Then on Nov. 3, Mother Jones magazine called smart guns, “The Guns the NRA Doesn’t Want Americans to Get.” In the article, Mauch is quoted as saying, “I still want people to understand that there is a huge potential for this technology. The technology was never in question.”

Of course Conway and Mauch want us to believe in smart gun tech: Conway would love to see his investments pay off, and Mauch is looking for a job after Armatix—having lost millions of euros trying to launch his iP1—fired him as CEO and banned him from the premises under the threat of criminal penalties. Mauch told the Post he resigned because he didn’t want to sue or attack the gun industry, but an Armatix attorney confirmed he was released “for internal reasons.”

Does the Armatix operate perfectly? Well, no; we found it to be troubling at best. NRA’s tests, conducted with staffers trained by Armatix, found a number of very serious problems:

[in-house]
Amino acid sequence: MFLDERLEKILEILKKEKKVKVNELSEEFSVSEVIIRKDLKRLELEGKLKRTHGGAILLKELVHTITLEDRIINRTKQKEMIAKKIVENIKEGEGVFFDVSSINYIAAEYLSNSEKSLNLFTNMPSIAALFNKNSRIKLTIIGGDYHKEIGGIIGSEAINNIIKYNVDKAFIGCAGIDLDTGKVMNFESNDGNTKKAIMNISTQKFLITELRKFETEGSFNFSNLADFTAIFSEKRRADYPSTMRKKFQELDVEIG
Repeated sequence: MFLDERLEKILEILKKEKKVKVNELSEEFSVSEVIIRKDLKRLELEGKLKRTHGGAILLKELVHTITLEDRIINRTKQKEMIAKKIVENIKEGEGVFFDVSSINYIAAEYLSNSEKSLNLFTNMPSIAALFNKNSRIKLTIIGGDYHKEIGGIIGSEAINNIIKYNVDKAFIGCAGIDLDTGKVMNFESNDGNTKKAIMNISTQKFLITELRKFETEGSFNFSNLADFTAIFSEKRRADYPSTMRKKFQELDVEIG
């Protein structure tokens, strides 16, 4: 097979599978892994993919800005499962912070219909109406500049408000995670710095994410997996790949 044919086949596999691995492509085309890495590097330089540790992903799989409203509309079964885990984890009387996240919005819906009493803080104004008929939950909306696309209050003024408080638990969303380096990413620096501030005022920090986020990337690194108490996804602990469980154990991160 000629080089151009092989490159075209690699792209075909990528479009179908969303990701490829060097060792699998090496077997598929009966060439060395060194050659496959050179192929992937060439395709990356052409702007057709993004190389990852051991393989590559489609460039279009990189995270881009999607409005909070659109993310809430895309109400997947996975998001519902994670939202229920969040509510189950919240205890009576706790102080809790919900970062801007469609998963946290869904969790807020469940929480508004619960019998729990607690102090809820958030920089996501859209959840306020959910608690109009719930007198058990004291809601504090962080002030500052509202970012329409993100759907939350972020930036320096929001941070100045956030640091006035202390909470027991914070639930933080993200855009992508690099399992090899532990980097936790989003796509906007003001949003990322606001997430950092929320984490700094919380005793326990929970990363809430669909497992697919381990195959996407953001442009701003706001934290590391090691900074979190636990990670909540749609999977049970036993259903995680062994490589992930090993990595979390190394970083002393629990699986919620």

• The Armatix pistol initially required a full 20 minutes to pair with the watch, even with the aid of an IT pro trained in its use. Without pairing, the Armatix functions like any other handgun, capable of being fired by anyone.
  • Once paired, a “cold start” still requires a minimum of seven push-button commands and a duration of 12 seconds before the gun can be fired.
  • While the gun holds a maximum of 11 rounds (10+1), the best our experts could manage was nine consecutive rounds without a failure to fire (and that only once). Three or four misfires per magazine were common, despite using various brands of ammunition.
  • Although the Armatix has a decent single-action trigger, it has the worst double-action trigger we’ve ever tested, requiring more force than any other pistol we’ve fired.